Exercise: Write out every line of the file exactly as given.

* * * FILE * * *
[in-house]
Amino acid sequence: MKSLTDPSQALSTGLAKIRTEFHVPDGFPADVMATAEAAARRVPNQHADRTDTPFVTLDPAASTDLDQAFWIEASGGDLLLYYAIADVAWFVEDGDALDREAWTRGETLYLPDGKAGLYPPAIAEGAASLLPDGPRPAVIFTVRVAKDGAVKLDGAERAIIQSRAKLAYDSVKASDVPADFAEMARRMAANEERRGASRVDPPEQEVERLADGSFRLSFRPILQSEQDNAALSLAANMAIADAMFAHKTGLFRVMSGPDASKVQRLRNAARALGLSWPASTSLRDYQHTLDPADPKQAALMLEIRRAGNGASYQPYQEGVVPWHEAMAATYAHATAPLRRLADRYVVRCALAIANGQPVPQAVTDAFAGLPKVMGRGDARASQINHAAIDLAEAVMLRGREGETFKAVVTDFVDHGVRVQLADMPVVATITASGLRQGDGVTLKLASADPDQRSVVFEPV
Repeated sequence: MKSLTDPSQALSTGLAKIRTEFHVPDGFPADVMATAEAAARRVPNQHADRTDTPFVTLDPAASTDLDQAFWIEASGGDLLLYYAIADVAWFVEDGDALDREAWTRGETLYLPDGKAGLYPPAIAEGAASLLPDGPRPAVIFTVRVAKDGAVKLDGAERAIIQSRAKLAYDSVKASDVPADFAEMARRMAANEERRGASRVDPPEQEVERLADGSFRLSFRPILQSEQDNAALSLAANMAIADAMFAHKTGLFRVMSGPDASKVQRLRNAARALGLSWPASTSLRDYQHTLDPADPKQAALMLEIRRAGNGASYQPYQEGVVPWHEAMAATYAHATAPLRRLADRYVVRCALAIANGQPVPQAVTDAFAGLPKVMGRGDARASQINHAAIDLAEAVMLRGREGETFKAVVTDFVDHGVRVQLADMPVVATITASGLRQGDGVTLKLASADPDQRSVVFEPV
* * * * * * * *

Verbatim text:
[in-house]
Amino acid sequence: MKSLTDPSQALSTGLAKIRTEFHVPDGFPADVMATAEAAARRVPNQHADRTDTPFVTLDPAASTDLDQAFWIEASGGDLLLYYAIADVAWFVEDGDALDREAWTRGETLYLPDGKAGLYPPAIAEGAASLLPDGPRPAVIFTVRVAKDGAVKLDGAERAIIQSRAKLAYDSVKASDVPADFAEMARRMAANEERRGASRVDPPEQEVERLADGSFRLSFRPILQSEQDNAALSLAANMAIADAMFAHKTGLFRVMSGPDASKVQRLRNAARALGLSWPASTSLRDYQHTLDPADPKQAALMLEIRRAGNGASYQPYQEGVVPWHEAMAATYAHATAPLRRLADRYVVRCALAIANGQPVPQAVTDAFAGLPKVMGRGDARASQINHAAIDLAEAVMLRGREGETFKAVVTDFVDHGVRVQLADMPVVATITASGLRQGDGVTLKLASADPDQRSVVFEPV
Repeated sequence: MKSLTDPSQALSTGLAKIRTEFHVPDGFPADVMATAEAAARRVPNQHADRTDTPFVTLDPAASTDLDQAFWIEASGGDLLLYYAIADVAWFVEDGDALDREAWTRGETLYLPDGKAGLYPPAIAEGAASLLPDGPRPAVIFTVRVAKDGAVKLDGAERAIIQSRAKLAYDSVKASDVPADFAEMARRMAANEERRGASRVDPPEQEVERLADGSFRLSFRPILQSEQDNAALSLAANMAIADAMFAHKTGLFRVMSGPDASKVQRLRNAARALGLSWPASTSLRDYQHTLDPADPKQAALMLEIRRAGNGASYQPYQEGVVPWHEAMAATYAHATAPLRRLADRYVVRCALAIANGQPVPQAVTDAFAGLPKVMGRGDARASQINHAAIDLAEAVMLRGREGETFKAVVTDFVDHGVRVQLADMPVVATITASGLRQGDGVTLKLASADPDQRSVVFEPV